If you’re looking for a memorable dining experience, you cannot go wrong with Fuego Latino restaurant in Elizabethtown.
Fuego Latino is the brainchild of Guatemalan-born chef Gerson Morales.
Morales, 34, worked as manager of a flagship branch of Santander Bank in Camp Hill for 13 years before his passion for the melding of diverse Latin flavors led him to earn a degree in culinary arts.
“Food was always a passion of mine. It had always been my dream to bring something fresh to this community, a different spin on Latin food,’ says Morales.
He began his culinary venture by posting a simple question on Facebook about his idea of a Latin food truck.
“Anyone interested?” he wrote. Hundreds of responses began to appear on his page within minutes.
“I knew I had to do something,” says Morales. He bought a food trailer, got the required permits and parked it on Market Street, in Elizabethtown.
People always showed up and formed a line at the truck, Morales says, but he knew that inclement weather would eventually become a deterrent.
“I needed to make my business known so I decided to take some risks with the truck and joined the Elizabethtown Fair”, says Morales. “We sold out in record time.”
Opportunities continued to knock on his door and Morales opened Fuego Latino Latin Cuisine in the fall of 2017.
The restaurant at 28 S. Market St. has a spot next to Funk Brewing that had once been home to Pita Pit and more recently Boothy’s BBQ. The trailer continues to be used at special events.
Morales immediately reached out to his uncle, Jorge Beltrán, asking for help in managing the business.
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“By the grace of God it’s all been good. My uncle is like a father to me, he is my right hand and I know I can trust the business to him so I can be more engaged in the community,” says Morales.
The restaurant has 10 employees and capacity for 40 people. Morales, Beltrán and Chef David Mick are the cooks.
“What we offer is a fusion of culture and the tropical flavors and ingredients that are prevalent throughout Latin America,” says Morales. “Our food is prepared in our kitchen with ingredients that come from local suppliers.”
Offering a wide range of delicious dishes, this Latin fusion food heaven is sure to have something to please your palate.
Fusion food is a culinary trend that reaches back to old traditions and ingredients, and brings those flavors into the modern age by using them to create something new and full of flavor.
At Fuego Latino, the most popular dish is ropa vieja, a Cuban dish of shredded beef stewed with roasted tomatoes and onions.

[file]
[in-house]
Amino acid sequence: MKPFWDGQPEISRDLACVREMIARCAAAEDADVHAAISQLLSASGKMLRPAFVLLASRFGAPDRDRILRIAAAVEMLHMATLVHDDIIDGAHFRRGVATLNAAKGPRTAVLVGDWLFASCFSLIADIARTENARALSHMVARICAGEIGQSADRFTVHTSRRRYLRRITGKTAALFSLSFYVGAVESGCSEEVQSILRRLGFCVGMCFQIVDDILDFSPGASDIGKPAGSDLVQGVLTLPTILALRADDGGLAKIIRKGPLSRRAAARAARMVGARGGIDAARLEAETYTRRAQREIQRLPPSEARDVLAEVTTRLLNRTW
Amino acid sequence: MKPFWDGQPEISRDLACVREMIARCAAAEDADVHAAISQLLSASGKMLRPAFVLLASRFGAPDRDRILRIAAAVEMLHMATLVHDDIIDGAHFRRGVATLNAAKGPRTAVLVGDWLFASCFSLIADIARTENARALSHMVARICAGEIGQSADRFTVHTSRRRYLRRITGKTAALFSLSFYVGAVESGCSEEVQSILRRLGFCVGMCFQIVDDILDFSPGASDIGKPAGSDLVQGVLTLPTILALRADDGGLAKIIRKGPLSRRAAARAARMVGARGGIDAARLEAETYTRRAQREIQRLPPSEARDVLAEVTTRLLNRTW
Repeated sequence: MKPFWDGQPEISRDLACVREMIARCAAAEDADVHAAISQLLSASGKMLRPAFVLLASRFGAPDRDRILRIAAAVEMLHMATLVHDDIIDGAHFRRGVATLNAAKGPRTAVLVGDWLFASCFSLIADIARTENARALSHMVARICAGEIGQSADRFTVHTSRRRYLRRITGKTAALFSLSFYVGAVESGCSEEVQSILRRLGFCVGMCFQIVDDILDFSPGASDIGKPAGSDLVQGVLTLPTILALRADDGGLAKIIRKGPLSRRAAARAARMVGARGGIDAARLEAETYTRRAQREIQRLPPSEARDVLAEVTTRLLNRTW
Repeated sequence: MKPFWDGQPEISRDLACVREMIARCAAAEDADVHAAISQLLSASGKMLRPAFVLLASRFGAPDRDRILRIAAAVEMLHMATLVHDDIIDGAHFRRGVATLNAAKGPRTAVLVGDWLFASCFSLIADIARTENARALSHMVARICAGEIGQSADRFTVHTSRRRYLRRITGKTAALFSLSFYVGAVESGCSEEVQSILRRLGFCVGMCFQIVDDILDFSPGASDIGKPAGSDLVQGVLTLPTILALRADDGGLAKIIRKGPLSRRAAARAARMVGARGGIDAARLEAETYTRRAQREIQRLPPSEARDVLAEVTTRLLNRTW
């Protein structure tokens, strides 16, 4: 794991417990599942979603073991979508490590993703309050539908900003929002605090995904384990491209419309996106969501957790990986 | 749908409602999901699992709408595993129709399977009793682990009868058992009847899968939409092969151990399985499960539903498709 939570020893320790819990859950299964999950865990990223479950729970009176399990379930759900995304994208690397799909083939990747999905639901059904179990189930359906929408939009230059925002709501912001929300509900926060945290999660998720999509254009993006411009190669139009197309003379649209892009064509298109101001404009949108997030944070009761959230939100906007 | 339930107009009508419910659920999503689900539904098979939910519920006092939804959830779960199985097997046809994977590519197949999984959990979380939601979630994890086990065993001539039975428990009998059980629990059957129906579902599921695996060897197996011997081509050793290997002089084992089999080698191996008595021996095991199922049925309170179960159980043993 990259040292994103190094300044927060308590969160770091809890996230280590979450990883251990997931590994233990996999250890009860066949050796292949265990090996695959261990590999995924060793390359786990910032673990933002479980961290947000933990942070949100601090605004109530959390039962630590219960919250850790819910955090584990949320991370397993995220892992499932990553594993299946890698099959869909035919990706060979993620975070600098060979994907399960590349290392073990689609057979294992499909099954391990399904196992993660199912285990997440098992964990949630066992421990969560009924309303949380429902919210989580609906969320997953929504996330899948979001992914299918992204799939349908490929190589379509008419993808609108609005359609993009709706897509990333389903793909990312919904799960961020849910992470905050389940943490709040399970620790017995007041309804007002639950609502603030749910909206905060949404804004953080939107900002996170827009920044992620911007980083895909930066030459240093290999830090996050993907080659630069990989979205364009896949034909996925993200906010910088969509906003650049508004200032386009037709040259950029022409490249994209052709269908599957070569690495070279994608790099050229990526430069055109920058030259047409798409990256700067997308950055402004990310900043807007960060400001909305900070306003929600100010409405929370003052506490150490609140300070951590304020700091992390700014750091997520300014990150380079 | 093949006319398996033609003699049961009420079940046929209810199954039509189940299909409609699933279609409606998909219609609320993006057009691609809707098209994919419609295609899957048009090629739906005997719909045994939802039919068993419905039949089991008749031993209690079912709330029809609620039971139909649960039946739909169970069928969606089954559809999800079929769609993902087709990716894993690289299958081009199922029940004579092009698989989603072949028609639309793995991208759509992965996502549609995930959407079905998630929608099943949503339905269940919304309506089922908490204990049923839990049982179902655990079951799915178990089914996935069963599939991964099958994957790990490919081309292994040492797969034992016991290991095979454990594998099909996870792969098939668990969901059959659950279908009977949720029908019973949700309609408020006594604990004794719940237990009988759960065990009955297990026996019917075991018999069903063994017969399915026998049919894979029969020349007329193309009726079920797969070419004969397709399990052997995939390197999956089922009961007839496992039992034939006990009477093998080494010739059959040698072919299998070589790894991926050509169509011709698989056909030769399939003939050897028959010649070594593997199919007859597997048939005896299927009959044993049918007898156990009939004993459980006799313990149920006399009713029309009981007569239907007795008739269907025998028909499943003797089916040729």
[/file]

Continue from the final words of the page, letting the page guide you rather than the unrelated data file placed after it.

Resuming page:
“I called a Cuban friend and asked for her recipe. Then I looked at other recipes, did some research and came up with my own,” says Morales.
However, the best sellers are the shrimp, beef, cheese, chicken and Philly cheesesteak empanadas. “We sell over 1,500 a week. It’s not uncommon for someone to call and place an order of 10 of each type of empanada,” says Morales.
Other fast selling items include Mexican chicken tostadas, Salvadoran pupusas and Puerto Rican mofongo.
And, of course, Morales makes his own sofrito, an essential blend of vegetables, herbs and spices that is the backbone of Latin cuisine.
“Growing up, my house was always like a smorgasbord. People loved to come to our house because they knew there would be a lot of good food,” says Morales.
Morales and his team thrive to provide an experience that focuses on freshness and the highest quality ingredients, and sharing of culture in a family-friendly place.
“We have set the bar high for this restaurant. We want to continue to grow. I want to bring a style of fusion food that is aromatic, flavorful and colorful. It has to hit every time.”
He also works with local nonprofit organizations that serve people in need. “The end game is to be able to give back to a community that has taken care of us. Sometimes people just need a good plate of food,” he says.
Morales says he is always looking for the next opportunity to reach high.
“There has to be something missing all the time because if you reach 100% of your capabilities, there will be nothing else to do,” he says.
“My grandma used to say ‘the canary will always be yellow no matter what cage you put it in’. If I can be successful here, I can be successful anywhere. I just have to put in the extra work,” he says.